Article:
Just As Beautiful - now available in print

Thursday, 30 September 2010

The UK's first magazine solely aimed at and featuring plus-size women has made the transition from online to print, generating a lot of discussion in the process.

Just As Beautiful magazine, which has been available to subscribers in online format for three years, can now be purchased via its website. When i tweeted the news this morning my words were met with several irritated reactions from friends and followers - people who sit in the 'plus size' category themselves yet feel that a magazine that singles them out is patronising and offensive to women whatever their size. People who aren't plus size and felt the language used by the magazine is negative and defeats the object of being more inclusive.

I took a look at the press release about the magazine's launch and I have to say, it rubbed me up the wrong way immediately. Reference to Christina Hendricks? Check. References to 'size zero' and 'impossibly skinny' models? Check. Footnote declaring that 'Men prefer women with curves'? Oh yes.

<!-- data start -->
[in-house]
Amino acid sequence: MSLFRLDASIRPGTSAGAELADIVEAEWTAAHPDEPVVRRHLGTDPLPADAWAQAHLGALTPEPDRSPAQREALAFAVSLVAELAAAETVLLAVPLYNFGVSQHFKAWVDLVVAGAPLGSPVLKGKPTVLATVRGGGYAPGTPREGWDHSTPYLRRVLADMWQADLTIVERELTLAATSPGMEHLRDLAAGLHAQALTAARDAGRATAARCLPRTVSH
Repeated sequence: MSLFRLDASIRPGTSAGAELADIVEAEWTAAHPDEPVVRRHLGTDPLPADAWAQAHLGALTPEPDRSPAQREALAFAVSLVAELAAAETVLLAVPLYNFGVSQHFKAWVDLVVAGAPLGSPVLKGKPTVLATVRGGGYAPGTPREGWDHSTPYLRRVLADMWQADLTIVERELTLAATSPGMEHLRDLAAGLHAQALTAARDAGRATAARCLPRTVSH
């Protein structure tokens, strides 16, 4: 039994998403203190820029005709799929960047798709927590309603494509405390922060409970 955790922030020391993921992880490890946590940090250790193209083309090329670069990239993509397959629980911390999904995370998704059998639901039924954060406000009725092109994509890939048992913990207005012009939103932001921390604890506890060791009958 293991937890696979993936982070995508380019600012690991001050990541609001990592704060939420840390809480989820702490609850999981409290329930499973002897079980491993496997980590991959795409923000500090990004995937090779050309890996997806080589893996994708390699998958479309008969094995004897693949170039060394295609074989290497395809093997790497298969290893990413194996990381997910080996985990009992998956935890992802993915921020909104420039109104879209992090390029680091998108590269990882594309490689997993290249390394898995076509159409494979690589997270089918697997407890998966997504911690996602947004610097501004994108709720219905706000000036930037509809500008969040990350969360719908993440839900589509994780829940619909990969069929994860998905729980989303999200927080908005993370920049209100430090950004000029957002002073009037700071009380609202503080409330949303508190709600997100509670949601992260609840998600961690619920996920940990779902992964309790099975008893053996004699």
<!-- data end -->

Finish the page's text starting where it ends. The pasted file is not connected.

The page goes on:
There's some good points in there - the fallacy of the diet industry, the editor's statement that she wants readers to feel they shouldn't have to change the way they look to be happy. But really, did it have to packaged alongside all that 'size zero debate' (come on, it's not 2006), 'what men really want' rubbish?

Whenever I talk to women about magazines they usually make two main points. Firstly, how much they'd love to read publications which feature a wide variety of women and secondly how much they'd love to read publications which didn't insist on telling us 'what men REALLY want' every issue. In an ideal world this would work out fine. I'd love to see magazines which really support women and don't rely on pitting us against each other by making snide comments about what's supposedly attractive and what's not. It's such a tabloid tactic - women vs women, good for a bitchy feature.

Many mainstream women's magazines are guilty of fatphobia. I don't this means that publications seeking to be inclusive and raise self esteem should go the other way and start promoting themselves alongside quotes about the desirability of 'curves' and comments about the bodies of models - who incidentally, are 'real women' too, no matter how thin they are. And while plus size women may shop at different places to those usually featured in mainstream magazines, what's with all the rest of the content especially aimed at the larger woman? I couldn't help feeling that this setting apart has got undertones of those times when major fashion magazines produce one issue featuring curvier or older models, yet refuse to feature them at any other time of the year.